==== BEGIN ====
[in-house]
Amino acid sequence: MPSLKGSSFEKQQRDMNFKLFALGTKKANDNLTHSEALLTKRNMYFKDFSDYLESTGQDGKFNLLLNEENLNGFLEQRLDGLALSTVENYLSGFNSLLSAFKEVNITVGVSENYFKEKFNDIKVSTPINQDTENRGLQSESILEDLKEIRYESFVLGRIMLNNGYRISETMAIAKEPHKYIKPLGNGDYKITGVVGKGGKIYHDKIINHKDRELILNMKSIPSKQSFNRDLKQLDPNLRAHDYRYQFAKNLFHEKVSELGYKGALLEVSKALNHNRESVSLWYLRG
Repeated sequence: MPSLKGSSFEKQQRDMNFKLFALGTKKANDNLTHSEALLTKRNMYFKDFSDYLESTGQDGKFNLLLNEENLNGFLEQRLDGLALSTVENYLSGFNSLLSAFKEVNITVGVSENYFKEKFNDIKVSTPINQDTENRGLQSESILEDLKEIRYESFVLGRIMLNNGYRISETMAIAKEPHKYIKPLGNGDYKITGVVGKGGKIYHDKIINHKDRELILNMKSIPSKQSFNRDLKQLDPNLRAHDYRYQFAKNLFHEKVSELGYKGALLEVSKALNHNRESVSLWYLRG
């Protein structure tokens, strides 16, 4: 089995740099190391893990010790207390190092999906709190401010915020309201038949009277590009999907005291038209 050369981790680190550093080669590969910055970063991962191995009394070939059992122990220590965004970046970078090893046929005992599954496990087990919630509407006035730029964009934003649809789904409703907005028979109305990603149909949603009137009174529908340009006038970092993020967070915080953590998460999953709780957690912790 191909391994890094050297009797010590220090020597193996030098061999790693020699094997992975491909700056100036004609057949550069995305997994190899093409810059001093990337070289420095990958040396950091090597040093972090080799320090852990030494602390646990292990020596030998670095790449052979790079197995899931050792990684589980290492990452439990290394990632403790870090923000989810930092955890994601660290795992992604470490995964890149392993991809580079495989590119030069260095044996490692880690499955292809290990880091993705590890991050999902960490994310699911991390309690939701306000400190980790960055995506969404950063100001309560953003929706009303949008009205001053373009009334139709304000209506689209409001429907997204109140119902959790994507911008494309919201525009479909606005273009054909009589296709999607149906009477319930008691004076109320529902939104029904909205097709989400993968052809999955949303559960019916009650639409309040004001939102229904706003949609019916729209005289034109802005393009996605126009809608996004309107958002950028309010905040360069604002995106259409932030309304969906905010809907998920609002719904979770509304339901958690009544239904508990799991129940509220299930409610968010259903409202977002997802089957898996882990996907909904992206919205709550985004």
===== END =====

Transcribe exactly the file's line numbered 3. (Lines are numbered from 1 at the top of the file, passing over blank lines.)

Repeated sequence: MPSLKGSSFEKQQRDMNFKLFALGTKKANDNLTHSEALLTKRNMYFKDFSDYLESTGQDGKFNLLLNEENLNGFLEQRLDGLALSTVENYLSGFNSLLSAFKEVNITVGVSENYFKEKFNDIKVSTPINQDTENRGLQSESILEDLKEIRYESFVLGRIMLNNGYRISETMAIAKEPHKYIKPLGNGDYKITGVVGKGGKIYHDKIINHKDRELILNMKSIPSKQSFNRDLKQLDPNLRAHDYRYQFAKNLFHEKVSELGYKGALLEVSKALNHNRESVSLWYLRG